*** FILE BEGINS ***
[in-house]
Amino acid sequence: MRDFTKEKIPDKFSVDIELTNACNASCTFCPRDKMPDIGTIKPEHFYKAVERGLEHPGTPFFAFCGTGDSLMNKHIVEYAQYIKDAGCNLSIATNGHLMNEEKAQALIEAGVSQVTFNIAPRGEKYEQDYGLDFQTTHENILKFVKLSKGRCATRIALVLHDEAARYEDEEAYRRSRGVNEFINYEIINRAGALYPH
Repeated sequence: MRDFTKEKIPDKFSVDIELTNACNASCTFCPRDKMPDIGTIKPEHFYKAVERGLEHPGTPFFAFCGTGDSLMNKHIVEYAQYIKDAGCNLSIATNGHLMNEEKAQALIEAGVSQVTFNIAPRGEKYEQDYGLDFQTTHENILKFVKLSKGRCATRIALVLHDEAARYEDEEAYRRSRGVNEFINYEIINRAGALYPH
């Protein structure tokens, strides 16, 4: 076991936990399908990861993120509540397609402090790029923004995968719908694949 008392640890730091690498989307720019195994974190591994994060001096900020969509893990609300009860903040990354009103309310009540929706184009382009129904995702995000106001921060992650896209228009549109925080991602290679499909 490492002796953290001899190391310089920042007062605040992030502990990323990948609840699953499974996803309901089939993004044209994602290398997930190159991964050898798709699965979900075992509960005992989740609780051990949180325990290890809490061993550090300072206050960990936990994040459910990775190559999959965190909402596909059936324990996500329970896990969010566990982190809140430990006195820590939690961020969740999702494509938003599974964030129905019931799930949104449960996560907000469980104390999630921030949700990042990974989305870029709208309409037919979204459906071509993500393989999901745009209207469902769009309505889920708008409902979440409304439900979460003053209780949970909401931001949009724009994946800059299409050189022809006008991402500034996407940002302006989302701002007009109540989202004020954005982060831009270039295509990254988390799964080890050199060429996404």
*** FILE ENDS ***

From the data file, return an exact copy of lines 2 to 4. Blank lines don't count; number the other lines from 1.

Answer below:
Amino acid sequence: MRDFTKEKIPDKFSVDIELTNACNASCTFCPRDKMPDIGTIKPEHFYKAVERGLEHPGTPFFAFCGTGDSLMNKHIVEYAQYIKDAGCNLSIATNGHLMNEEKAQALIEAGVSQVTFNIAPRGEKYEQDYGLDFQTTHENILKFVKLSKGRCATRIALVLHDEAARYEDEEAYRRSRGVNEFINYEIINRAGALYPH
Repeated sequence: MRDFTKEKIPDKFSVDIELTNACNASCTFCPRDKMPDIGTIKPEHFYKAVERGLEHPGTPFFAFCGTGDSLMNKHIVEYAQYIKDAGCNLSIATNGHLMNEEKAQALIEAGVSQVTFNIAPRGEKYEQDYGLDFQTTHENILKFVKLSKGRCATRIALVLHDEAARYEDEEAYRRSRGVNEFINYEIINRAGALYPH
């Protein structure tokens, strides 16, 4: 076991936990399908990861993120509540397609402090790029923004995968719908694949 008392640890730091690498989307720019195994974190591994994060001096900020969509893990609300009860903040990354009103309310009540929706184009382009129904995702995000106001921060992650896209228009549109925080991602290679499909 490492002796953290001899190391310089920042007062605040992030502990990323990948609840699953499974996803309901089939993004044209994602290398997930190159991964050898798709699965979900075992509960005992989740609780051990949180325990290890809490061993550090300072206050960990936990994040459910990775190559999959965190909402596909059936324990996500329970896990969010566990982190809140430990006195820590939690961020969740999702494509938003599974964030129905019931799930949104449960996560907000469980104390999630921030949700990042990974989305870029709208309409037919979204459906071509993500393989999901745009209207469902769009309505889920708008409902979440409304439900979460003053209780949970909401931001949009724009994946800059299409050189022809006008991402500034996407940002302006989302701002007009109540989202004020954005982060831009270039295509990254988390799964080890050199060429996404």